Since the invention of the 3-D printer, many things people never imagined possible have become reality. One of those impossibilities, a thing in our ever distant “future,” is the creation of human tissue. Scientists have been working with stem-cell research for years, with many successes and setbacks. But now there’s a new player in the medical marvels game.
Scientists have created a 3-D printer that can construct flesh-like synthetic tissue made up of water droplets coated in lipids. The double-layering technique is reminiscent of cell membranes, and scientists believe that one day it could be used as a replacement for damaged tissue in organs or as a method for delivering drugs to the body.
The creation of such tissue is not a new concept; scientists had already developed a method for constructing it, but doing so by hand was simply too time-consuming. The 3-D printer they created essentially goes through the same process, but much faster.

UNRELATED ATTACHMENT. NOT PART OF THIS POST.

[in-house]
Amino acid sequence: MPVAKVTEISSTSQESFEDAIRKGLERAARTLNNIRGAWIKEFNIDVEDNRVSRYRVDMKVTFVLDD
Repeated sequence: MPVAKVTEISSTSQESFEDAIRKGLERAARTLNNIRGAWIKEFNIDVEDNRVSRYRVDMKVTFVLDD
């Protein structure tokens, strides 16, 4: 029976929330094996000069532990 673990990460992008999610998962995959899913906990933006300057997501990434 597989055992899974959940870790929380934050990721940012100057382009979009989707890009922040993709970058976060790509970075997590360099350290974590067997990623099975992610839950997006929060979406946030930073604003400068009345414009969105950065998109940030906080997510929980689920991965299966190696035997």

“The great thing about these droplets is that they use pretty much exclusively biological materials,” said Gabriel Villar, co-author of the study. This makes them extremely viable for medical uses, and now with the 3-D printer capabilities, they can be formed into much more cohesive shapes and sizes.
The synthetic tissue can be made to contract like a muscle, and it conducts electrical signals as well, meaning it functions like a rudimentary nerve would. The next step would be inserting protein channels into the lipid bilayers. This will enable the tissue to have nerve pathways, which makes it more viable as a tissue replacement.
The possibilities seem boundless at this point, and scientists are just getting started. What will another five, ten, twenty years of research reveal? Probably some pretty amazing things.